Destroyer War Badge
|Destroyer War Badge
1957 version (swastika removed)
|Awarded by Nazi Germany|
|Awarded for||service in Kriegsmarine destroyers|
|Campaign||World War II|
|Established||4 June, 1940|
|Total awarded||Approximately 6,000|
The Destroyer War Badge (German: Zerstörerkriegsabzeichen) as a World War II German military decoration awarded to and awarded to officers and crew for service on Kriegsmarine destroyers. It was also awarded to the crews of Kriegsmarine torpedo boats and fast attack craft until the institution of the Fast Attack Craft War Badge.
It was instituted on 4 June, 1940 by Grand Admiral Erich Raeder following the battle of Narvik. In all, about six thousand Destroyer War Badges were awarded during the war. A handful of Destroyer War Badges with diamonds were also manufactured but there were no bestowals of the diamond upgrade to any Kriegsmarine member. Records indicate that the Destroyer War Badge with diamonds was to be a highly selective award and presented to only the most successful destroyer captains at the conclusion of World War II.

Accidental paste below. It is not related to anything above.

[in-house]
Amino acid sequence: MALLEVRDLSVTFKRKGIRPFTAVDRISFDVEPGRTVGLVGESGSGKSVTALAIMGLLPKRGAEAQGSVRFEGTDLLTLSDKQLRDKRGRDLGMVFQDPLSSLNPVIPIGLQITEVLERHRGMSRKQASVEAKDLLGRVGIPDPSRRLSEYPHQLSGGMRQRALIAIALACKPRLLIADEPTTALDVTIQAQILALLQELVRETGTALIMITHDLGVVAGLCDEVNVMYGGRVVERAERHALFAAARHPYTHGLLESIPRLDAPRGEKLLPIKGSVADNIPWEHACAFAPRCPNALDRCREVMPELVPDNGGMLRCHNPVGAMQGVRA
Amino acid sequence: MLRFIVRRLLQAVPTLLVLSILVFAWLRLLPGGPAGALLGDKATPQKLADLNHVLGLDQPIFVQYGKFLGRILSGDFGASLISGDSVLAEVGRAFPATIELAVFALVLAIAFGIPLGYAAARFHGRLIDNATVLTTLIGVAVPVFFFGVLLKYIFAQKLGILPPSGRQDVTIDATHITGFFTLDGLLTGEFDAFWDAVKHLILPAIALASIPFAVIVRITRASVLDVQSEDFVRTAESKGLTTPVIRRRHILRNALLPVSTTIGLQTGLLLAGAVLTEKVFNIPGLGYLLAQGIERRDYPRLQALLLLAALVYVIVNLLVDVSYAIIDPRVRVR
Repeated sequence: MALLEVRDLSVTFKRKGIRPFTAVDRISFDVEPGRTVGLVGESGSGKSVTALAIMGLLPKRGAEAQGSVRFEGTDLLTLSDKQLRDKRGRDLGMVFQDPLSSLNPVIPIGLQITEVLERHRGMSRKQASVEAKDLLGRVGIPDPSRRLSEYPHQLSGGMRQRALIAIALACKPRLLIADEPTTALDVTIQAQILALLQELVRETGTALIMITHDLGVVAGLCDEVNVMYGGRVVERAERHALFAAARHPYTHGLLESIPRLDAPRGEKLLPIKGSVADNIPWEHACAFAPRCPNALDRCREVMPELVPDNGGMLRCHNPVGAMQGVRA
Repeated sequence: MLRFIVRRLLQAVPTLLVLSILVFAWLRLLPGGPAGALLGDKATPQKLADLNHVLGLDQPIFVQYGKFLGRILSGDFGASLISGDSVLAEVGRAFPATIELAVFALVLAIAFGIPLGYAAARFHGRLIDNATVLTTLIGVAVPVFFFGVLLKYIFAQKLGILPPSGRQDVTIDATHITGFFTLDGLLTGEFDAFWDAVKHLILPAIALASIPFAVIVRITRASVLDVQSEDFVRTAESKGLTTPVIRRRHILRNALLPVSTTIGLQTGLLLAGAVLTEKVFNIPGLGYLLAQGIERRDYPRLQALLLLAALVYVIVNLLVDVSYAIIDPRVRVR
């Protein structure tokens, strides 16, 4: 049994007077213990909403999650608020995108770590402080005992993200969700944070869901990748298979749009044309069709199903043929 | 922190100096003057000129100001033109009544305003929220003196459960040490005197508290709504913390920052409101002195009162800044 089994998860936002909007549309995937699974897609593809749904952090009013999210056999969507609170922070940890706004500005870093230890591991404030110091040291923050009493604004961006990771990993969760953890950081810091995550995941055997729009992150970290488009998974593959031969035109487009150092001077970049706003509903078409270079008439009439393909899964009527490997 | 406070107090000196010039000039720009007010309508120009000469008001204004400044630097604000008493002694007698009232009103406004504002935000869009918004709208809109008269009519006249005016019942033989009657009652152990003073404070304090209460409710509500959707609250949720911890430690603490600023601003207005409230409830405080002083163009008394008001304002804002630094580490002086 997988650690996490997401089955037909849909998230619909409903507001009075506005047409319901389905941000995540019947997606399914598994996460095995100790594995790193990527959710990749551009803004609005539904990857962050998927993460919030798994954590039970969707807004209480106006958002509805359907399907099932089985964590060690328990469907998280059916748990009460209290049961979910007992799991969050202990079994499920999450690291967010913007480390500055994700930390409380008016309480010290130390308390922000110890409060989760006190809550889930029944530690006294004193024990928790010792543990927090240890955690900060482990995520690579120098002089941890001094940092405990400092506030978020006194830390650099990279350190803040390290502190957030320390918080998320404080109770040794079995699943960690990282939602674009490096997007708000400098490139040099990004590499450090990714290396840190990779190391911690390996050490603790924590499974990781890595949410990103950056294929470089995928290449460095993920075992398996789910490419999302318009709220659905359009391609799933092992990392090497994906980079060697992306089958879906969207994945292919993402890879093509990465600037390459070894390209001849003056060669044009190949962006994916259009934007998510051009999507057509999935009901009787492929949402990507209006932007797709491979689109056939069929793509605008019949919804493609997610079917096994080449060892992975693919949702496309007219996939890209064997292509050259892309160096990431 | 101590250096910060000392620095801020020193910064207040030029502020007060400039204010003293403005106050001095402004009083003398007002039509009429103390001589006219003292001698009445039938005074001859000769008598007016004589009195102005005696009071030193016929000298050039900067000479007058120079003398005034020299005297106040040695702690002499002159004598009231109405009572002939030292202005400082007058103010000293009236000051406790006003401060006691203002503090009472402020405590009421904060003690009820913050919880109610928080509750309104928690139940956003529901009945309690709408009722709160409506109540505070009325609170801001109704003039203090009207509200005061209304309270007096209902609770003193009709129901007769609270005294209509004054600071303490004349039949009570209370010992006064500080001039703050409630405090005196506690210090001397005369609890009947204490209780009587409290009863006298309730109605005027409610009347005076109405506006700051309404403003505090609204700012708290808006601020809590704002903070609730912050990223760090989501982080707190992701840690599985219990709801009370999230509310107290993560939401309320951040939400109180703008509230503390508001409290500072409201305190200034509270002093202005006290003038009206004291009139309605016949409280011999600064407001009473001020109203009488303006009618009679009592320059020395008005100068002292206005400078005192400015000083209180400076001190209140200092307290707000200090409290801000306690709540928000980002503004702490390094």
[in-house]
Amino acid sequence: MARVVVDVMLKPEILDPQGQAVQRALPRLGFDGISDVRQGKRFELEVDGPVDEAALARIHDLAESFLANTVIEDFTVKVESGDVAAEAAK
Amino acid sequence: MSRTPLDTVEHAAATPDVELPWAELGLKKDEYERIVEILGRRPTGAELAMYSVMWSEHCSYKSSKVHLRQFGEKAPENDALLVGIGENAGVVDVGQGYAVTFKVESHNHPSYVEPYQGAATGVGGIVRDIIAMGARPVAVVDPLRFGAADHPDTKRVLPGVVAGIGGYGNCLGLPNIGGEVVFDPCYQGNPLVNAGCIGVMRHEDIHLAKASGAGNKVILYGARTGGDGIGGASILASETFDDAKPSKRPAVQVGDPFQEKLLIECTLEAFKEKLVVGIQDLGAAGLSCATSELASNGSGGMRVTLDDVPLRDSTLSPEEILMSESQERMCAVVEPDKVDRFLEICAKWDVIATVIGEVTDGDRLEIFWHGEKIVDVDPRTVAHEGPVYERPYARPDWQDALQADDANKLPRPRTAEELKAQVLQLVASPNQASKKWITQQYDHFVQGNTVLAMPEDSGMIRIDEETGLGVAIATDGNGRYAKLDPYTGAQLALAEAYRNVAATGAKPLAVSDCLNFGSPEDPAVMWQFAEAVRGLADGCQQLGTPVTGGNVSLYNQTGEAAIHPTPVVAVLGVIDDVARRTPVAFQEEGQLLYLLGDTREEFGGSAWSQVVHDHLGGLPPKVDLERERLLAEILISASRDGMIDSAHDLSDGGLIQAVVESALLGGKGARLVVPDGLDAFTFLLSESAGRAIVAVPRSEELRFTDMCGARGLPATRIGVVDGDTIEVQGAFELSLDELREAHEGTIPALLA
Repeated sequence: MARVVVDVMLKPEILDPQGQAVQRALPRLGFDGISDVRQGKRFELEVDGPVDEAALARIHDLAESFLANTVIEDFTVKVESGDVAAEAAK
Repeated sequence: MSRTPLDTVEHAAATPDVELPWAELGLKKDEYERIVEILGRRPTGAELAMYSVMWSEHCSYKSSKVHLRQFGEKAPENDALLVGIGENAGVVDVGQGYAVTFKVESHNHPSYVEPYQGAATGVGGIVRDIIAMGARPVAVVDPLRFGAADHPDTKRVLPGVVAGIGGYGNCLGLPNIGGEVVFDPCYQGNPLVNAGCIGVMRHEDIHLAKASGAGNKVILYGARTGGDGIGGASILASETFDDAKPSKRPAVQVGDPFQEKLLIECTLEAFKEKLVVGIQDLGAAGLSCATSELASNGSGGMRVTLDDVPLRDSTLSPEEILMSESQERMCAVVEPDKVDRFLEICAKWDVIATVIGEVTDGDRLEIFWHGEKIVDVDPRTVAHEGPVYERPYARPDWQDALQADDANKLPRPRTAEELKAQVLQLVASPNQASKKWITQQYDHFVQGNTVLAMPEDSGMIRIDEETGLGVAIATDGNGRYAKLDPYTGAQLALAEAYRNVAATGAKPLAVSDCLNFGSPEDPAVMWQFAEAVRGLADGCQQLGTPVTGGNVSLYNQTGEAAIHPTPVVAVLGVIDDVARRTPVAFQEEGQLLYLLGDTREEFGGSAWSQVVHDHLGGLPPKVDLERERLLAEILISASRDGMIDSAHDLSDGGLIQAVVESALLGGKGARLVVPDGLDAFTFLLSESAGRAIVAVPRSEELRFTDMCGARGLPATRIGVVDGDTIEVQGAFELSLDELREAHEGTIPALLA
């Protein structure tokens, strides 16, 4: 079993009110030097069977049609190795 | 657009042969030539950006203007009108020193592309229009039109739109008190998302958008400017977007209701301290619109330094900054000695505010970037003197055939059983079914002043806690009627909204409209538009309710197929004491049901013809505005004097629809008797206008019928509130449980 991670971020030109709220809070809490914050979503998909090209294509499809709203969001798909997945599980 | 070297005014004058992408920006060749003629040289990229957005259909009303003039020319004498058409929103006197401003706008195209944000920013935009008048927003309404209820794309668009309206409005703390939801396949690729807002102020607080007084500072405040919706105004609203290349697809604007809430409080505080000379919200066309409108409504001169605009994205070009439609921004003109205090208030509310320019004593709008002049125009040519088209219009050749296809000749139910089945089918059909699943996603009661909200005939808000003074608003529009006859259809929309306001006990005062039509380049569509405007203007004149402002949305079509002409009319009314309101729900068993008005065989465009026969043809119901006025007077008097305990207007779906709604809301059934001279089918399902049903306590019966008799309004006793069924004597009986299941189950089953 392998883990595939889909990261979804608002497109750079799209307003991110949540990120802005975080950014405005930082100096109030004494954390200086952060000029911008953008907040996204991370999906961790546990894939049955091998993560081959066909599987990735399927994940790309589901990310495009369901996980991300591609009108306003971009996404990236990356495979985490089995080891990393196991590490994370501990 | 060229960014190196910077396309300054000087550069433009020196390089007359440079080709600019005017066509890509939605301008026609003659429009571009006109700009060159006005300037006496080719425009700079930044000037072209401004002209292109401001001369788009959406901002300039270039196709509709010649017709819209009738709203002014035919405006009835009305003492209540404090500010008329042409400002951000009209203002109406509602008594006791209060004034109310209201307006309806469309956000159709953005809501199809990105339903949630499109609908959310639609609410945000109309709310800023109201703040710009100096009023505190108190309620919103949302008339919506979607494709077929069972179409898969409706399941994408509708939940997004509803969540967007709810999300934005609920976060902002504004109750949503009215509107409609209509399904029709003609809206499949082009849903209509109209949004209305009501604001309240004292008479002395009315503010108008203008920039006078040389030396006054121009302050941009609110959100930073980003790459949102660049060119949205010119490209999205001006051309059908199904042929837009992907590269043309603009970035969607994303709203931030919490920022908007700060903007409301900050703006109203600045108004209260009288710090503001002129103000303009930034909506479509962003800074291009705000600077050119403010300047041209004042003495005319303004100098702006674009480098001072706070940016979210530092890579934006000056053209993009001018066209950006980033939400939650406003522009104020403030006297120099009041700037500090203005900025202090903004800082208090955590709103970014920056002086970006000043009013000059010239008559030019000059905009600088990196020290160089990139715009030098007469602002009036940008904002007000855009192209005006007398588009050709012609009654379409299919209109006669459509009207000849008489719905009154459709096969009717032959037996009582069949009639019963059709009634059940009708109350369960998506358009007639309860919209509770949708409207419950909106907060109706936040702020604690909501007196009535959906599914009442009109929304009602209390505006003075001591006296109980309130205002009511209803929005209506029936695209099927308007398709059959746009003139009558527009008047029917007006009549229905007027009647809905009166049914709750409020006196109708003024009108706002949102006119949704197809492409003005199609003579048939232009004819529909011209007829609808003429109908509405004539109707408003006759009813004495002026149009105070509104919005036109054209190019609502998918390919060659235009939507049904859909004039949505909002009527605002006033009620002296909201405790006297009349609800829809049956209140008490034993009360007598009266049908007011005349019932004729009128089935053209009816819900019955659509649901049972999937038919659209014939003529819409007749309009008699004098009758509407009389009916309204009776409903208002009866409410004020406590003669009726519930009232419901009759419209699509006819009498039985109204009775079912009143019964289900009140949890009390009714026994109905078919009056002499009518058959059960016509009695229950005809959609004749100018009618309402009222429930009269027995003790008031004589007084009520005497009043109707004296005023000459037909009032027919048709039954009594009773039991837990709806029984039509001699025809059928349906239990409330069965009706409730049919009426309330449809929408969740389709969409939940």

The medal, designed by Paul Carsberg of Berlin, consists of an outer laurel wreath of oak leaves with the national emblem of eagle clutching a swastika (both golden coloured) at its apex. The central area features a side-view of a destroyer cutting through a wave (both a grey colour).
It was worn on the lower part of the left breast pocket of the naval service tunic, underneath the 1st class Iron Cross if awarded, or equivalent grade award. Additionally, an embroided version was produced.
Criteria for award
Required qualifications prior to October 10, 1940 included participation in the battles of Narvik. After this date:
- Wounded in action
- Participation in three enemy engagements or at least in 12 non-enemy sorties
- Enemy ship sunk in action
- Outstanding performance or other heroic deeds